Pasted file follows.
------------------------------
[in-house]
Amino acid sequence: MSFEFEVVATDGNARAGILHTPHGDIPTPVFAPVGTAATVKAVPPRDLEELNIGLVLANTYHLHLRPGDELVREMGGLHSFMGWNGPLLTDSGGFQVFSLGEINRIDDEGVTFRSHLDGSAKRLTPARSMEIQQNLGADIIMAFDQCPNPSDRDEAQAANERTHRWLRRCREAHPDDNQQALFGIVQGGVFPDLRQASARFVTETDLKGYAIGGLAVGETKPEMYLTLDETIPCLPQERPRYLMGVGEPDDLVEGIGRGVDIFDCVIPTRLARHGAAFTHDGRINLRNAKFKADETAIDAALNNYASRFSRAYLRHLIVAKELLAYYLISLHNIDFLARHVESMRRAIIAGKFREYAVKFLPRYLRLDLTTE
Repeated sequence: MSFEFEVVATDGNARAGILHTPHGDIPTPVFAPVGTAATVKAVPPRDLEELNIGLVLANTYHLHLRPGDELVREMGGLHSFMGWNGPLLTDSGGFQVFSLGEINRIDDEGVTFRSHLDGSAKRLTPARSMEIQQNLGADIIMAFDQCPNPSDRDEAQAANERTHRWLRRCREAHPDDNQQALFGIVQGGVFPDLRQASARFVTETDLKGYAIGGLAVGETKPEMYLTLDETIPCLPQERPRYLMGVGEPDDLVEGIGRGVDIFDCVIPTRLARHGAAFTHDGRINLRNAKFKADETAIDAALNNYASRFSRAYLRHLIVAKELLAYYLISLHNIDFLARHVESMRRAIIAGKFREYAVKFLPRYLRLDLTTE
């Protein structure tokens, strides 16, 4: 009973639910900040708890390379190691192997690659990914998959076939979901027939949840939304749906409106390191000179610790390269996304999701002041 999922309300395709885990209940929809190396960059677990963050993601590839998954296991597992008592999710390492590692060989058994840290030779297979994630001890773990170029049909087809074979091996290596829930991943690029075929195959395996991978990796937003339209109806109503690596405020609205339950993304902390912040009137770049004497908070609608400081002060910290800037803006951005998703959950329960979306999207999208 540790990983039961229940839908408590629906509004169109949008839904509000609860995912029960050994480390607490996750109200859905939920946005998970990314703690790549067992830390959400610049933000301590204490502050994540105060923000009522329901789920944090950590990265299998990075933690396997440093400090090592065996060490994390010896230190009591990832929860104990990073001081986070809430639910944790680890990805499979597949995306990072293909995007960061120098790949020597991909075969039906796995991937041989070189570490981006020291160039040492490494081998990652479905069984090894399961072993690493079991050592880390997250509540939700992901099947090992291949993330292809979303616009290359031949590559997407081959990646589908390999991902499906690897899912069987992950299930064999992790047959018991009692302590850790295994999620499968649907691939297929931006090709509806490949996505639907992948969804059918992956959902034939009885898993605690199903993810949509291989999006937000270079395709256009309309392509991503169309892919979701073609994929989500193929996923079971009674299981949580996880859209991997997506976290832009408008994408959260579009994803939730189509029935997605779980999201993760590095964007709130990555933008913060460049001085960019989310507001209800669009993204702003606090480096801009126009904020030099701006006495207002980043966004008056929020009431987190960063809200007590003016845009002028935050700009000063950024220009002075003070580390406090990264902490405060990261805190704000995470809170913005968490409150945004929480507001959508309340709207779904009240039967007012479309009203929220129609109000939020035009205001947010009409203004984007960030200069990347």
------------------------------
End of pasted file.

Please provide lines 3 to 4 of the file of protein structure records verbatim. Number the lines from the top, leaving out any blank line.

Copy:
Repeated sequence: MSFEFEVVATDGNARAGILHTPHGDIPTPVFAPVGTAATVKAVPPRDLEELNIGLVLANTYHLHLRPGDELVREMGGLHSFMGWNGPLLTDSGGFQVFSLGEINRIDDEGVTFRSHLDGSAKRLTPARSMEIQQNLGADIIMAFDQCPNPSDRDEAQAANERTHRWLRRCREAHPDDNQQALFGIVQGGVFPDLRQASARFVTETDLKGYAIGGLAVGETKPEMYLTLDETIPCLPQERPRYLMGVGEPDDLVEGIGRGVDIFDCVIPTRLARHGAAFTHDGRINLRNAKFKADETAIDAALNNYASRFSRAYLRHLIVAKELLAYYLISLHNIDFLARHVESMRRAIIAGKFREYAVKFLPRYLRLDLTTE
């Protein structure tokens, strides 16, 4: 009973639910900040708890390379190691192997690659990914998959076939979901027939949840939304749906409106390191000179610790390269996304999701002041 999922309300395709885990209940929809190396960059677990963050993601590839998954296991597992008592999710390492590692060989058994840290030779297979994630001890773990170029049909087809074979091996290596829930991943690029075929195959395996991978990796937003339209109806109503690596405020609205339950993304902390912040009137770049004497908070609608400081002060910290800037803006951005998703959950329960979306999207999208 540790990983039961229940839908408590629906509004169109949008839904509000609860995912029960050994480390607490996750109200859905939920946005998970990314703690790549067992830390959400610049933000301590204490502050994540105060923000009522329901789920944090950590990265299998990075933690396997440093400090090592065996060490994390010896230190009591990832929860104990990073001081986070809430639910944790680890990805499979597949995306990072293909995007960061120098790949020597991909075969039906796995991937041989070189570490981006020291160039040492490494081998990652479905069984090894399961072993690493079991050592880390997250509540939700992901099947090992291949993330292809979303616009290359031949590559997407081959990646589908390999991902499906690897899912069987992950299930064999992790047959018991009692302590850790295994999620499968649907691939297929931006090709509806490949996505639907992948969804059918992956959902034939009885898993605690199903993810949509291989999006937000270079395709256009309309392509991503169309892919979701073609994929989500193929996923079971009674299981949580996880859209991997997506976290832009408008994408959260579009994803939730189509029935997605779980999201993760590095964007709130990555933008913060460049001085960019989310507001209800669009993204702003606090480096801009126009904020030099701006006495207002980043966004008056929020009431987190960063809200007590003016845009002028935050700009000063950024220009002075003070580390406090990264902490405060990261805190704000995470809170913005968490409150945004929480507001959508309340709207779904009240039967007012479309009203929220129609109000939020035009205001947010009409203004984007960030200069990347």